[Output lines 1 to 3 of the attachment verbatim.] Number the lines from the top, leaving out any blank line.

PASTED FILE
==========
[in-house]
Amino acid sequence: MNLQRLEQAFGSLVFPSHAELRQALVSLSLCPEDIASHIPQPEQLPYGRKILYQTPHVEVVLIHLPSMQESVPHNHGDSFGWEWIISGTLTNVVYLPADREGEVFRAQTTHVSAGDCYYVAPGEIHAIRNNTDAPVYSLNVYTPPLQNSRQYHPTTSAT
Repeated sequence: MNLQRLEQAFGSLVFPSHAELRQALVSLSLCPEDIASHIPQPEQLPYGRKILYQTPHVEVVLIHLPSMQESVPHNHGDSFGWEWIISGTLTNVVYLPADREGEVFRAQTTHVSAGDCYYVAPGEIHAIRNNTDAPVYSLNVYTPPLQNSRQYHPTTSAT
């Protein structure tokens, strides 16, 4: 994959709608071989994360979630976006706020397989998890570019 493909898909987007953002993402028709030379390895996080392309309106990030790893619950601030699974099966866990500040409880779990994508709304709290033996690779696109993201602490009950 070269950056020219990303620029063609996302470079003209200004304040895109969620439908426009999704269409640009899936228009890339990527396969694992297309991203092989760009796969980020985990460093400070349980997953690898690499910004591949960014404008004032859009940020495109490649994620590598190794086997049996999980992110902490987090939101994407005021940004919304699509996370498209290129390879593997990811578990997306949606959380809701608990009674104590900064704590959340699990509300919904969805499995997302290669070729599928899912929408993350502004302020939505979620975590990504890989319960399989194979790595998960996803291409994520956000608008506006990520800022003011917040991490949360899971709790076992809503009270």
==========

[in-house]
Amino acid sequence: MNLQRLEQAFGSLVFPSHAELRQALVSLSLCPEDIASHIPQPEQLPYGRKILYQTPHVEVVLIHLPSMQESVPHNHGDSFGWEWIISGTLTNVVYLPADREGEVFRAQTTHVSAGDCYYVAPGEIHAIRNNTDAPVYSLNVYTPPLQNSRQYHPTTSAT
Repeated sequence: MNLQRLEQAFGSLVFPSHAELRQALVSLSLCPEDIASHIPQPEQLPYGRKILYQTPHVEVVLIHLPSMQESVPHNHGDSFGWEWIISGTLTNVVYLPADREGEVFRAQTTHVSAGDCYYVAPGEIHAIRNNTDAPVYSLNVYTPPLQNSRQYHPTTSAT